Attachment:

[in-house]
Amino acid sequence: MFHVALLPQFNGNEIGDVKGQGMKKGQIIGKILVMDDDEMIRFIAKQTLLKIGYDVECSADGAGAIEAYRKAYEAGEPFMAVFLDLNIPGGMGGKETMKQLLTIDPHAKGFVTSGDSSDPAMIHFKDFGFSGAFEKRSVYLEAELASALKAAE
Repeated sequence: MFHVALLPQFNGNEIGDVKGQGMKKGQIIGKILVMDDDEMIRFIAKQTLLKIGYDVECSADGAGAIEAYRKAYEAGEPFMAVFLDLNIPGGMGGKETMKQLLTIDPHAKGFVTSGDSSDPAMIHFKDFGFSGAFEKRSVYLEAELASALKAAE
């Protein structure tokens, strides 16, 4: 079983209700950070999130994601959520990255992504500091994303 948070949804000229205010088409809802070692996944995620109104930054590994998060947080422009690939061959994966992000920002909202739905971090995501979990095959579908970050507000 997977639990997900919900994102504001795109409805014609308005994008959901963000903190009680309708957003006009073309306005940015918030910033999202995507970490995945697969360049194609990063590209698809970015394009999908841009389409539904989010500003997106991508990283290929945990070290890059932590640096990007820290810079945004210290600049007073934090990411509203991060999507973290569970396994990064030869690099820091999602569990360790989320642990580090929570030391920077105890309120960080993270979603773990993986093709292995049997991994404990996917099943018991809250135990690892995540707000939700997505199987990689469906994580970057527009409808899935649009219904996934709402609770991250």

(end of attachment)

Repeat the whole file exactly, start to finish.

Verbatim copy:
[in-house]
Amino acid sequence: MFHVALLPQFNGNEIGDVKGQGMKKGQIIGKILVMDDDEMIRFIAKQTLLKIGYDVECSADGAGAIEAYRKAYEAGEPFMAVFLDLNIPGGMGGKETMKQLLTIDPHAKGFVTSGDSSDPAMIHFKDFGFSGAFEKRSVYLEAELASALKAAE
Repeated sequence: MFHVALLPQFNGNEIGDVKGQGMKKGQIIGKILVMDDDEMIRFIAKQTLLKIGYDVECSADGAGAIEAYRKAYEAGEPFMAVFLDLNIPGGMGGKETMKQLLTIDPHAKGFVTSGDSSDPAMIHFKDFGFSGAFEKRSVYLEAELASALKAAE
């Protein structure tokens, strides 16, 4: 079983209700950070999130994601959520990255992504500091994303 948070949804000229205010088409809802070692996944995620109104930054590994998060947080422009690939061959994966992000920002909202739905971090995501979990095959579908970050507000 997977639990997900919900994102504001795109409805014609308005994008959901963000903190009680309708957003006009073309306005940015918030910033999202995507970490995945697969360049194609990063590209698809970015394009999908841009389409539904989010500003997106991508990283290929945990070290890059932590640096990007820290810079945004210290600049007073934090990411509203991060999507973290569970396994990064030869690099820091999602569990360790989320642990580090929570030391920077105890309120960080993270979603773990993986093709292995049997991994404990996917099943018991809250135990690892995540707000939700997505199987990689469906994580970057527009409808899935649009219904996934709402609770991250």